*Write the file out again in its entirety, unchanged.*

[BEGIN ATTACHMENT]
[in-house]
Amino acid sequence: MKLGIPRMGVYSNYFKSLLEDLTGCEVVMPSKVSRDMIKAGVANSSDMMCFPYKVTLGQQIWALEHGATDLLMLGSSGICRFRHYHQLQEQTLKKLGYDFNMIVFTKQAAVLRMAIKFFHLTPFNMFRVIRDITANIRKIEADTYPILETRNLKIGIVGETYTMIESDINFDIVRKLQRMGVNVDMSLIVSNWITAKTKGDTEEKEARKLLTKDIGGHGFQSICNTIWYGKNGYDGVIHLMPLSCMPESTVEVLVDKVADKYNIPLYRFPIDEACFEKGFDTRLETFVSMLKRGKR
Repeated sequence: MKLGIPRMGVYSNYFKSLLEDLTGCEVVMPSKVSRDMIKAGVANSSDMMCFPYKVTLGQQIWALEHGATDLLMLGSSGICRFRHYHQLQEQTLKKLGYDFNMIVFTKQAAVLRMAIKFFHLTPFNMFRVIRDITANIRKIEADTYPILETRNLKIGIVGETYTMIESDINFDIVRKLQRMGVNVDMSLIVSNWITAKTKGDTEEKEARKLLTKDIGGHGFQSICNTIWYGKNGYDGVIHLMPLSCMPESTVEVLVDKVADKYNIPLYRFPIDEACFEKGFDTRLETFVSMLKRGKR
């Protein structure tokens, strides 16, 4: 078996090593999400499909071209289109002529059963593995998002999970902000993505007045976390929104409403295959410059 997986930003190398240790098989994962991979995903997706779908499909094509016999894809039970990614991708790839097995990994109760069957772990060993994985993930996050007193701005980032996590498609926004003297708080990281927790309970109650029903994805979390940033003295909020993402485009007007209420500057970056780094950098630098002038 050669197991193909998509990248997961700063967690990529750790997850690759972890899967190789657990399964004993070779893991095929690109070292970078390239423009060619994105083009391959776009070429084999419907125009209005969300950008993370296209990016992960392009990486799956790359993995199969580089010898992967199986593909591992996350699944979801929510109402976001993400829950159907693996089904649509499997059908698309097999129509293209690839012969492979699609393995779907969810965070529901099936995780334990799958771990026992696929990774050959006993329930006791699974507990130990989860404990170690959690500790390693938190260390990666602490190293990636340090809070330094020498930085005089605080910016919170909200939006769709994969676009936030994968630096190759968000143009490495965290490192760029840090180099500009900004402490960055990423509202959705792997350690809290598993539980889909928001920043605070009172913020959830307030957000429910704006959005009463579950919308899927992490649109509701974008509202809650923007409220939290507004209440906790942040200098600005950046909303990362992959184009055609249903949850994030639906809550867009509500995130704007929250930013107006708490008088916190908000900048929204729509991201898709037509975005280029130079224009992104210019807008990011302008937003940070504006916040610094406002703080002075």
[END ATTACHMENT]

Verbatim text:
[in-house]
Amino acid sequence: MKLGIPRMGVYSNYFKSLLEDLTGCEVVMPSKVSRDMIKAGVANSSDMMCFPYKVTLGQQIWALEHGATDLLMLGSSGICRFRHYHQLQEQTLKKLGYDFNMIVFTKQAAVLRMAIKFFHLTPFNMFRVIRDITANIRKIEADTYPILETRNLKIGIVGETYTMIESDINFDIVRKLQRMGVNVDMSLIVSNWITAKTKGDTEEKEARKLLTKDIGGHGFQSICNTIWYGKNGYDGVIHLMPLSCMPESTVEVLVDKVADKYNIPLYRFPIDEACFEKGFDTRLETFVSMLKRGKR
Repeated sequence: MKLGIPRMGVYSNYFKSLLEDLTGCEVVMPSKVSRDMIKAGVANSSDMMCFPYKVTLGQQIWALEHGATDLLMLGSSGICRFRHYHQLQEQTLKKLGYDFNMIVFTKQAAVLRMAIKFFHLTPFNMFRVIRDITANIRKIEADTYPILETRNLKIGIVGETYTMIESDINFDIVRKLQRMGVNVDMSLIVSNWITAKTKGDTEEKEARKLLTKDIGGHGFQSICNTIWYGKNGYDGVIHLMPLSCMPESTVEVLVDKVADKYNIPLYRFPIDEACFEKGFDTRLETFVSMLKRGKR
């Protein structure tokens, strides 16, 4: 078996090593999400499909071209289109002529059963593995998002999970902000993505007045976390929104409403295959410059 997986930003190398240790098989994962991979995903997706779908499909094509016999894809039970990614991708790839097995990994109760069957772990060993994985993930996050007193701005980032996590498609926004003297708080990281927790309970109650029903994805979390940033003295909020993402485009007007209420500057970056780094950098630098002038 050669197991193909998509990248997961700063967690990529750790997850690759972890899967190789657990399964004993070779893991095929690109070292970078390239423009060619994105083009391959776009070429084999419907125009209005969300950008993370296209990016992960392009990486799956790359993995199969580089010898992967199986593909591992996350699944979801929510109402976001993400829950159907693996089904649509499997059908698309097999129509293209690839012969492979699609393995779907969810965070529901099936995780334990799958771990026992696929990774050959006993329930006791699974507990130990989860404990170690959690500790390693938190260390990666602490190293990636340090809070330094020498930085005089605080910016919170909200939006769709994969676009936030994968630096190759968000143009490495965290490192760029840090180099500009900004402490960055990423509202959705792997350690809290598993539980889909928001920043605070009172913020959830307030957000429910704006959005009463579950919308899927992490649109509701974008509202809650923007409220939290507004209440906790942040200098600005950046909303990362992959184009055609249903949850994030639906809550867009509500995130704007929250930013107006708490008088916190908000900048929204729509991201898709037509975005280029130079224009992104210019807008990011302008937003940070504006916040610094406002703080002075």